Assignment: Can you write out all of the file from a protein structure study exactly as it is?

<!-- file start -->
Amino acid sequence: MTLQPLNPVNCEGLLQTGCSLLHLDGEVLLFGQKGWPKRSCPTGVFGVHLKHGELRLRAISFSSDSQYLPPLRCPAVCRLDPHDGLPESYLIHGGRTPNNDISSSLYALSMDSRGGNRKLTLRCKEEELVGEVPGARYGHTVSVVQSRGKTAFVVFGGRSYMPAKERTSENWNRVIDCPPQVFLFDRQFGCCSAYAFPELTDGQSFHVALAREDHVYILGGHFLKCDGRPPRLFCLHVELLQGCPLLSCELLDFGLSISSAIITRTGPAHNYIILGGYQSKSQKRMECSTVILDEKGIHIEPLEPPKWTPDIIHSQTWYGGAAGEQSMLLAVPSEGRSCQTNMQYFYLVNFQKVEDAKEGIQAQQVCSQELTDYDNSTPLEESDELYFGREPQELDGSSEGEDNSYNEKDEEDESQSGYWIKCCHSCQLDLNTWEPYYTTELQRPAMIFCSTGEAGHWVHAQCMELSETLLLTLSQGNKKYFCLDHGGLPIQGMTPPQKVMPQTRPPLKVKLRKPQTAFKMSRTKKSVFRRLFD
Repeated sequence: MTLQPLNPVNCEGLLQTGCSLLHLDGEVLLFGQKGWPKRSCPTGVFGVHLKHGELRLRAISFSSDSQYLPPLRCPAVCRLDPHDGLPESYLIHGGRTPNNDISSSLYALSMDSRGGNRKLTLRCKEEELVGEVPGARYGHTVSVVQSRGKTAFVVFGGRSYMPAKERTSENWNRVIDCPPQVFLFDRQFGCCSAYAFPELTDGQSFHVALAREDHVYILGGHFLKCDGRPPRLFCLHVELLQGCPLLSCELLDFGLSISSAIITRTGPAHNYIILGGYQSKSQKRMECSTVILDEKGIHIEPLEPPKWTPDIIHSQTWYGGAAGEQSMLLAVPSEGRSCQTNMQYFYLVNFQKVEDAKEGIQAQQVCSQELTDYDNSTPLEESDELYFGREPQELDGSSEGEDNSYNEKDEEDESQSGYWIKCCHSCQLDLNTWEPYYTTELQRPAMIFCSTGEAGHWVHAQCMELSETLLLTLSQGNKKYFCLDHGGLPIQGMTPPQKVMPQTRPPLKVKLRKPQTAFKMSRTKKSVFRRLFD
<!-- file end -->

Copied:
Amino acid sequence: MTLQPLNPVNCEGLLQTGCSLLHLDGEVLLFGQKGWPKRSCPTGVFGVHLKHGELRLRAISFSSDSQYLPPLRCPAVCRLDPHDGLPESYLIHGGRTPNNDISSSLYALSMDSRGGNRKLTLRCKEEELVGEVPGARYGHTVSVVQSRGKTAFVVFGGRSYMPAKERTSENWNRVIDCPPQVFLFDRQFGCCSAYAFPELTDGQSFHVALAREDHVYILGGHFLKCDGRPPRLFCLHVELLQGCPLLSCELLDFGLSISSAIITRTGPAHNYIILGGYQSKSQKRMECSTVILDEKGIHIEPLEPPKWTPDIIHSQTWYGGAAGEQSMLLAVPSEGRSCQTNMQYFYLVNFQKVEDAKEGIQAQQVCSQELTDYDNSTPLEESDELYFGREPQELDGSSEGEDNSYNEKDEEDESQSGYWIKCCHSCQLDLNTWEPYYTTELQRPAMIFCSTGEAGHWVHAQCMELSETLLLTLSQGNKKYFCLDHGGLPIQGMTPPQKVMPQTRPPLKVKLRKPQTAFKMSRTKKSVFRRLFD
Repeated sequence: MTLQPLNPVNCEGLLQTGCSLLHLDGEVLLFGQKGWPKRSCPTGVFGVHLKHGELRLRAISFSSDSQYLPPLRCPAVCRLDPHDGLPESYLIHGGRTPNNDISSSLYALSMDSRGGNRKLTLRCKEEELVGEVPGARYGHTVSVVQSRGKTAFVVFGGRSYMPAKERTSENWNRVIDCPPQVFLFDRQFGCCSAYAFPELTDGQSFHVALAREDHVYILGGHFLKCDGRPPRLFCLHVELLQGCPLLSCELLDFGLSISSAIITRTGPAHNYIILGGYQSKSQKRMECSTVILDEKGIHIEPLEPPKWTPDIIHSQTWYGGAAGEQSMLLAVPSEGRSCQTNMQYFYLVNFQKVEDAKEGIQAQQVCSQELTDYDNSTPLEESDELYFGREPQELDGSSEGEDNSYNEKDEEDESQSGYWIKCCHSCQLDLNTWEPYYTTELQRPAMIFCSTGEAGHWVHAQCMELSETLLLTLSQGNKKYFCLDHGGLPIQGMTPPQKVMPQTRPPLKVKLRKPQTAFKMSRTKKSVFRRLFD